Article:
Where Do Flies Go in the Winter?
Most flies live their lives in spring and summer, and then die. In cold climates, only a few adult flies hibernating in sheltered places survive the winter. Warm weather awakens them and they seek places such as garbage cans in which to lay their eggs. A female fly may lay up to 150 eggs at once.
The eggs hatch into worm-like larvae, called maggots. After feeding on garbage, the maggots become pupas. Within six days, a pupa becomes a full-grown fly, each female ready to produce eggs. And very soon, those eggs are full-grown flies, too.
Many of these flies are muscids, which include the blowflies or bluebottles, and their relatives such as the common house fly (Musca domestica). Most spend the winter as adults in cracks and crannies and wake up in spring to lay their eggs on decaying matter.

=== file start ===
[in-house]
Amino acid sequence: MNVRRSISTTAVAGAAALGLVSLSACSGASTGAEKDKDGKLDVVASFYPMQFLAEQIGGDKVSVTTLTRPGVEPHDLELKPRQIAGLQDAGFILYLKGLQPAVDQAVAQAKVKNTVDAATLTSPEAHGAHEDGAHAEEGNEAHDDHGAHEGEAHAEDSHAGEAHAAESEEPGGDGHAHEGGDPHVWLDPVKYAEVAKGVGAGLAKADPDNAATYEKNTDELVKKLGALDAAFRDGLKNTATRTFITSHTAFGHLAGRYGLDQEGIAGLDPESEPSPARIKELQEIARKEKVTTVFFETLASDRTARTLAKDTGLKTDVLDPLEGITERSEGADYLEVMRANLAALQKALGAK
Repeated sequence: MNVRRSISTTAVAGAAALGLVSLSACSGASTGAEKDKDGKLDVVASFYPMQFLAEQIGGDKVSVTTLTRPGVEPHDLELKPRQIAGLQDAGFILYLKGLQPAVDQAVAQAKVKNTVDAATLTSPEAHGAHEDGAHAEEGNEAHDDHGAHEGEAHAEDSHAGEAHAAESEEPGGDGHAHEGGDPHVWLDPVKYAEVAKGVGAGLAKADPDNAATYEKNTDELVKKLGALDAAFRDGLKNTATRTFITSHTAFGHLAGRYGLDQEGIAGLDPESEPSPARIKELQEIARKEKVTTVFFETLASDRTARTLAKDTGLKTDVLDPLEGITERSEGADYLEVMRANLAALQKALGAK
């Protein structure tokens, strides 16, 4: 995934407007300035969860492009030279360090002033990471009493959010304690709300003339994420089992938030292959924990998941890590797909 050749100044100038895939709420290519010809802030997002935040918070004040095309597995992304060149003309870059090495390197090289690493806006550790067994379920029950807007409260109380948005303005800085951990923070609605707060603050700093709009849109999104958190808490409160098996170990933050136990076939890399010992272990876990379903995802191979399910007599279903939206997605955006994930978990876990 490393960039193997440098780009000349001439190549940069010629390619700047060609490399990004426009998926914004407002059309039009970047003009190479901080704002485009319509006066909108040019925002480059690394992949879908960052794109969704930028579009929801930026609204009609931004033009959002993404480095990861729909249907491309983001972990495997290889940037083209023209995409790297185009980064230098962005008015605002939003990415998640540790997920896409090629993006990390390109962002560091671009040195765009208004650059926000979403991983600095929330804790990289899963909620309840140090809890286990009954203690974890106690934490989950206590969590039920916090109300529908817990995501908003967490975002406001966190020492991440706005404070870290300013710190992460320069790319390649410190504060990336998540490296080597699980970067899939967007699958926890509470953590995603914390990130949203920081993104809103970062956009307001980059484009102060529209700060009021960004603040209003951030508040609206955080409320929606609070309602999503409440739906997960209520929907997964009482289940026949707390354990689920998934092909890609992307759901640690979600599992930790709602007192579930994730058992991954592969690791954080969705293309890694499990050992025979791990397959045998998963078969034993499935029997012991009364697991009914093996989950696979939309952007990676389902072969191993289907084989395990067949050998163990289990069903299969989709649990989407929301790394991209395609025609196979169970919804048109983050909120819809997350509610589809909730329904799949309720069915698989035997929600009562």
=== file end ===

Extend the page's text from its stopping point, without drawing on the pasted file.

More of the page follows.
House flies delight in unhygienic places, and their maggots feed on rotting food and other human waste.
Cluster flies often enter houses in large number and spend the winter in large huddles in the corner of a spare room or loft. Like all insects they don’t truly hibernate, but enter a state of diapause, which slows down their development and appetite, until temperatures rise and they become active again.
Unlike their relatives, cluster flies don’t lay their eggs on rotten flesh or excrement, but instead have a surprising taste: earthworms. In autumn, the flies lay their eggs in the soil and, on hatching, the maggots search for a host. Once inside the earthworm, they eat their way from one end to the other and back again, and pupate in the shell of their hollowed-out victim.